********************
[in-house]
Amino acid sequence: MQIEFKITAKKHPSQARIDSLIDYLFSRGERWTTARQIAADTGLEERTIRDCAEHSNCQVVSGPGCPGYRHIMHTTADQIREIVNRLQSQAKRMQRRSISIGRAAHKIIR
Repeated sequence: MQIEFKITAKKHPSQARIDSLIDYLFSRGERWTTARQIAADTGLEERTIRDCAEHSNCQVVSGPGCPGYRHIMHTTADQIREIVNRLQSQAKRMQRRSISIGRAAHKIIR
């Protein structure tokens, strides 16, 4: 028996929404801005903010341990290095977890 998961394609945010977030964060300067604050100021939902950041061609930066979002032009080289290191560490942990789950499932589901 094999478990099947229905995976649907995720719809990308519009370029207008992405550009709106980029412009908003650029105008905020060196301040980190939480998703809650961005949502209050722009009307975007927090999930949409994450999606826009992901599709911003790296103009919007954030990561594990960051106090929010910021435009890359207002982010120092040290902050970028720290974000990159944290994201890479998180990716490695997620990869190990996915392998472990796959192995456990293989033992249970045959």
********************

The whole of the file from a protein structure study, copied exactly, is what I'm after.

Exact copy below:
[in-house]
Amino acid sequence: MQIEFKITAKKHPSQARIDSLIDYLFSRGERWTTARQIAADTGLEERTIRDCAEHSNCQVVSGPGCPGYRHIMHTTADQIREIVNRLQSQAKRMQRRSISIGRAAHKIIR
Repeated sequence: MQIEFKITAKKHPSQARIDSLIDYLFSRGERWTTARQIAADTGLEERTIRDCAEHSNCQVVSGPGCPGYRHIMHTTADQIREIVNRLQSQAKRMQRRSISIGRAAHKIIR
């Protein structure tokens, strides 16, 4: 028996929404801005903010341990290095977890 998961394609945010977030964060300067604050100021939902950041061609930066979002032009080289290191560490942990789950499932589901 094999478990099947229905995976649907995720719809990308519009370029207008992405550009709106980029412009908003650029105008905020060196301040980190939480998703809650961005949502209050722009009307975007927090999930949409994450999606826009992901599709911003790296103009919007954030990561594990960051106090929010910021435009890359207002982010120092040290902050970028720290974000990159944290994201890479998180990716490695997620990869190990996915392998472990796959192995456990293989033992249970045959």